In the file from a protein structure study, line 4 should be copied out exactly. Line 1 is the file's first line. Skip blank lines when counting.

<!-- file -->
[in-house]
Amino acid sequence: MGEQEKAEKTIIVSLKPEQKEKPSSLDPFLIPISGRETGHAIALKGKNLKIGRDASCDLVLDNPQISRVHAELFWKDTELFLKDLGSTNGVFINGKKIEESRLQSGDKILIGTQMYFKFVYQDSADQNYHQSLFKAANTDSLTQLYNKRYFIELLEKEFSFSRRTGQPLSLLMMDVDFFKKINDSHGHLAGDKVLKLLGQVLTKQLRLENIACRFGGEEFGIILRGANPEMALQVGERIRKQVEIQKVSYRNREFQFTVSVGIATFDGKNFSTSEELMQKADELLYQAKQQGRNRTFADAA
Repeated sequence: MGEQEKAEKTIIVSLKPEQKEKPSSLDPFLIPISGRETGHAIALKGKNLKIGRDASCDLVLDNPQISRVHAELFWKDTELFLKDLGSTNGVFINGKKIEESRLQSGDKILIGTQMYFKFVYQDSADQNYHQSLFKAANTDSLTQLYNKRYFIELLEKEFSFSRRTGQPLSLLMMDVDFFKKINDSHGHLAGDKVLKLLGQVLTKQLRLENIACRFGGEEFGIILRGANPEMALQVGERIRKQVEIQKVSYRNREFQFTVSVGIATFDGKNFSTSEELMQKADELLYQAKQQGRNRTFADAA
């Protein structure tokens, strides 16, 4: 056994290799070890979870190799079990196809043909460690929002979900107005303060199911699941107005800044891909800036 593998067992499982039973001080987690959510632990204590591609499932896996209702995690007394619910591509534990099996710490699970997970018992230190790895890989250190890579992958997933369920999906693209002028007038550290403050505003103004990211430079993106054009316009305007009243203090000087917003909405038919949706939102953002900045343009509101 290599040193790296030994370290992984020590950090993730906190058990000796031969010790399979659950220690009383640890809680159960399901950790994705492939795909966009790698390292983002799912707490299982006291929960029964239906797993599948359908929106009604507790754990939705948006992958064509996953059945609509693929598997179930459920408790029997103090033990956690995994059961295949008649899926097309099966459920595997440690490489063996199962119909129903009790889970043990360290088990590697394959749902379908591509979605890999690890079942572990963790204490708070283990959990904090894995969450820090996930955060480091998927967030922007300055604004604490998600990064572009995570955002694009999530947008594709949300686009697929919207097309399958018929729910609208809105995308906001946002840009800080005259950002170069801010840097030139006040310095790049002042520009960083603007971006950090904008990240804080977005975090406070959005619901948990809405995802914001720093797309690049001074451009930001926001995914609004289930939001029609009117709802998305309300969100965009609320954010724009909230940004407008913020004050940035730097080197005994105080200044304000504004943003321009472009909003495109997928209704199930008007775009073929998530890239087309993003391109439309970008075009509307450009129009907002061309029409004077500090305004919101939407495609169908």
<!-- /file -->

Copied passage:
């Protein structure tokens, strides 16, 4: 056994290799070890979870190799079990196809043909460690929002979900107005303060199911699941107005800044891909800036 593998067992499982039973001080987690959510632990204590591609499932896996209702995690007394619910591509534990099996710490699970997970018992230190790895890989250190890579992958997933369920999906693209002028007038550290403050505003103004990211430079993106054009316009305007009243203090000087917003909405038919949706939102953002900045343009509101 290599040193790296030994370290992984020590950090993730906190058990000796031969010790399979659950220690009383640890809680159960399901950790994705492939795909966009790698390292983002799912707490299982006291929960029964239906797993599948359908929106009604507790754990939705948006992958064509996953059945609509693929598997179930459920408790029997103090033990956690995994059961295949008649899926097309099966459920595997440690490489063996199962119909129903009790889970043990360290088990590697394959749902379908591509979605890999690890079942572990963790204490708070283990959990904090894995969450820090996930955060480091998927967030922007300055604004604490998600990064572009995570955002694009999530947008594709949300686009697929919207097309399958018929729910609208809105995308906001946002840009800080005259950002170069801010840097030139006040310095790049002042520009960083603007971006950090904008990240804080977005975090406070959005619901948990809405995802914001720093797309690049001074451009930001926001995914609004289930939001029609009117709802998305309300969100965009609320954010724009909230940004407008913020004050940035730097080197005994105080200044304000504004943003321009472009909003495109997928209704199930008007775009073929998530890239087309993003391109439309970008075009509307450009129009907002061309029409004077500090305004919101939407495609169908």